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Graph Plotting in Metview

Download
Download the icons for this session from the link below. Create a sub-directory called `training` inside your Metview home directory, `\$HOME/metview`, and save the .tar.gz file there. Then, from Metview, navigate to this folder and right-click on the tar.gz icon; choose Extract to uncompress the files into their folder. Work from there. The main instructions are written for participants of the Data analysis and visualisation using Metview training course at ECMWF. Any files to be copied from the file system will also be downloadable from this page.

Overview

In addition to geographic map plots, Metview can also generate XY plots including time series.

The possible ways to provide data for graph plotting are:

The coordinate system is defined by the Cartesian View icon, the visual appearance of the axes by the Axis Plotting icons and the title by the Text Plotting icon. The data points themselves can be modified with the Symbol Plotting (for points) and Graph Plotting (for lines) icons.

A Simple Graph

Create a new Input Visualiser icon. Set Input Plot Type to XYPoints and type a list of values (forward slash-delimited) for both Input X Values and Input Y Values (they should have the same number of elements). So the first number from Input X Values together with the first number from Input Y Values form one point in the graph, and so on.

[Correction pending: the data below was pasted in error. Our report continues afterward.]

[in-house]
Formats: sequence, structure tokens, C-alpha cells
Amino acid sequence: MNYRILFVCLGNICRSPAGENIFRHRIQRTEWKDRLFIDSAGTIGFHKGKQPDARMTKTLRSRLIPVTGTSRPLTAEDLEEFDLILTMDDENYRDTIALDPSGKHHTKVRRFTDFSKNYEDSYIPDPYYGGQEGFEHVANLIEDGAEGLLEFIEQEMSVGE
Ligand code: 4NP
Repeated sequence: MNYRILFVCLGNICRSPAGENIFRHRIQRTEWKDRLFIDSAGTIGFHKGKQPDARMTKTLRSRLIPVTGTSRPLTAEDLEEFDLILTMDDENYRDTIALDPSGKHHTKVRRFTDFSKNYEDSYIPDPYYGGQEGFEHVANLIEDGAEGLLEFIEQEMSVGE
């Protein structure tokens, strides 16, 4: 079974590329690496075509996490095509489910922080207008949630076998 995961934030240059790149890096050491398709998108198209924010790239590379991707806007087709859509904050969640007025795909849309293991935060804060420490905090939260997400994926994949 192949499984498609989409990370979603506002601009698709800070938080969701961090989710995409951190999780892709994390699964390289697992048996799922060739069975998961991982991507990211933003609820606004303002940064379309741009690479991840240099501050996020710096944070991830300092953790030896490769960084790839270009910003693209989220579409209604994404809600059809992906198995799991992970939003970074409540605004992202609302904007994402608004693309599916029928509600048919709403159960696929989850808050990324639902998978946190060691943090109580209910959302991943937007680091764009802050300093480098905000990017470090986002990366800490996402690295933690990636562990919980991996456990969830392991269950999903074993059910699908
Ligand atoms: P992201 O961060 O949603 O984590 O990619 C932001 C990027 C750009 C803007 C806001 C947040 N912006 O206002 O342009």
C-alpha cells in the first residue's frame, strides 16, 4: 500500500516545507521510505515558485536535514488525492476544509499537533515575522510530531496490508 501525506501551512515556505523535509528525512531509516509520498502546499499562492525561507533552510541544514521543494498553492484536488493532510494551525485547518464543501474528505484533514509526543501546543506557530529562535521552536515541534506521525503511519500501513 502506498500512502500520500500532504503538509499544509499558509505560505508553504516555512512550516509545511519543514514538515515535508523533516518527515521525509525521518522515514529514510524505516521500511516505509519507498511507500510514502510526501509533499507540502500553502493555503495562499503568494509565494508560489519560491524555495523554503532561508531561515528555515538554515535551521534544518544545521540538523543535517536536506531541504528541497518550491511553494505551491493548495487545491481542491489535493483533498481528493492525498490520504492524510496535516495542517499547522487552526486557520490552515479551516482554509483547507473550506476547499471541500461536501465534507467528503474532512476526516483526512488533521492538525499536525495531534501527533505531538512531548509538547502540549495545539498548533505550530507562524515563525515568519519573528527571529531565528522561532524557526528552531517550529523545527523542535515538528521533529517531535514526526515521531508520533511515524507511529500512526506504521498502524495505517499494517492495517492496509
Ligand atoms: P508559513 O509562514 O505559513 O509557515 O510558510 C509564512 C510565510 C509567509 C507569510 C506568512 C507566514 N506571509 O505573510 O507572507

Visualise the icon to get a basic plot of the data. You can drop a customised Symbol Plotting icon into the Display Window to change the numbers into markers. If you wish to have a plot where the individual points are coloured according to some value, set Input Values to a list of numbers. Then an appropriate Symbol Plotting icon will colour the markers.

Also try dropping a Graph Plotting icon to get connecting lines between the points. Try changing the plot type to a bar chart using the Graph Plotting icon.

Notice that the automatically-generated view fits your data so that the 'edge points' are on the axes.

Customising the view

Now that we have a simple plot, we can make it more professional.

Create a new Cartesian View icon. Ensure that X Automatic and Y Automatic are set to Off, then set X Min, X Max, Y Min and Y Max so that they provide some space around your data points. Visualise the icon and drop your Input Visualiser into the Display Window to see the result.

Customising the axes